Anaheim's Little Arabia Plays a Role in Fledgling Film About Syrian Refugees

A Cal State Long Beach graduate and self-described “atheist filmmaker” wants you … to help fund his fledgling documentary that aims to humanize Muslims and refugees (otherwise known as the wrestling move “The Reverse Trump”).

Deric Mendes, who majored in political science and minored in philosophy at CSULB, went on to get stories published in The Nation, North Coast Journal, Arcata Eye and the magazine he publishes, Bold Type. He's also a professional photographer and, now, a filmmaker working with a diverse crew on Watani Ana (I Am My Homeland).

“Our Emmy-nominated crew is volunteering because, even though we're not Syrian, Arab or Muslim, we really want to present a strong journalistic piece that will positively contribute to the national discourse,” he tells the Weekly.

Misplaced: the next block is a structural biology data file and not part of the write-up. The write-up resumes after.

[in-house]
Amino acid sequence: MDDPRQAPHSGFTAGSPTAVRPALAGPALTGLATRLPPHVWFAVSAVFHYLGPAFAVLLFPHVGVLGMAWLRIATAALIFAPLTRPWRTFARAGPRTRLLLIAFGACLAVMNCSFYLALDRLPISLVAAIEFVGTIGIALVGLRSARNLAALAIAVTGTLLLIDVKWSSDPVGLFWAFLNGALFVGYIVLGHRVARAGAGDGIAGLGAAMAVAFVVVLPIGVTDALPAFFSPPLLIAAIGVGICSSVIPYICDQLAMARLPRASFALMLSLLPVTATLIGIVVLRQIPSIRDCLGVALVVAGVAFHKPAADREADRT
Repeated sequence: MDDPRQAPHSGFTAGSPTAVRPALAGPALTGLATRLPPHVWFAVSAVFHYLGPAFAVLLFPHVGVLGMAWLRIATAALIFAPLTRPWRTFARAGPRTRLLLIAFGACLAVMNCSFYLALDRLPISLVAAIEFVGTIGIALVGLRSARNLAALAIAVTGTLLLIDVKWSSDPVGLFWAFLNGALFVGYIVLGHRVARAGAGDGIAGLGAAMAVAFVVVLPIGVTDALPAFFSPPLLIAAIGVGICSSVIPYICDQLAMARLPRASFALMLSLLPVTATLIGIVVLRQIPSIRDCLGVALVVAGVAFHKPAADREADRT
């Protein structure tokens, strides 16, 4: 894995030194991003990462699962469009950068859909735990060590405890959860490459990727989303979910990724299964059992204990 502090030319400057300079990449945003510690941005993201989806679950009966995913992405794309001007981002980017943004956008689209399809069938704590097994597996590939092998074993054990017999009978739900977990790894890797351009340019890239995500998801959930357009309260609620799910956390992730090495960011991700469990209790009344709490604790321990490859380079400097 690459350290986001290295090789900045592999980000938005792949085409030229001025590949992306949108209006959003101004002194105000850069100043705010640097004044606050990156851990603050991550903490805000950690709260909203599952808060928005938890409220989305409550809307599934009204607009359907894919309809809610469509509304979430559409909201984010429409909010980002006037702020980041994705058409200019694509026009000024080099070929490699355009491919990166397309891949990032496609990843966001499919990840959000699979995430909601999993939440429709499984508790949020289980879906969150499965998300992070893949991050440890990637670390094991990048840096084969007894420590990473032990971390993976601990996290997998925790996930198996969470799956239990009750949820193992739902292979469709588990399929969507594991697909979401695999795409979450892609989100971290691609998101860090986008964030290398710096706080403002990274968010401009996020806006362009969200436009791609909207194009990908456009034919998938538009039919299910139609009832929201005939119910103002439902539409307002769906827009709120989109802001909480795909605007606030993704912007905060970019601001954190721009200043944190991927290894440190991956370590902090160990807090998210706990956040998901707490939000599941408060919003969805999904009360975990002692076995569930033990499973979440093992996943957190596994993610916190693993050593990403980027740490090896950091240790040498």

The up close and personal look at Syrian migrants and refugees has already involved cameras being taken to Anaheim's Little Arabia, Mendes says.

But finishing the project will require another $38,000—or at least that's how much more money is needed to reach the film's Kickstarter goal. Click there to see a clip from what's been shot, and click below for the director's message:

The plan is to get Watani Ana before audiences at festivals, universities and independent theaters before finding a place on Netflix or with some other major outlet. Perhaps that would eventually help change some minds—and trump the heated political rhetoric. 

“I want to emphasize that this film is aiming to fight discrimination and to help reunite refugees with family members,” Mendes says. “We hope to dispel the myth that 'they are all terrorists' and instead show how Syrian and American they really are.”

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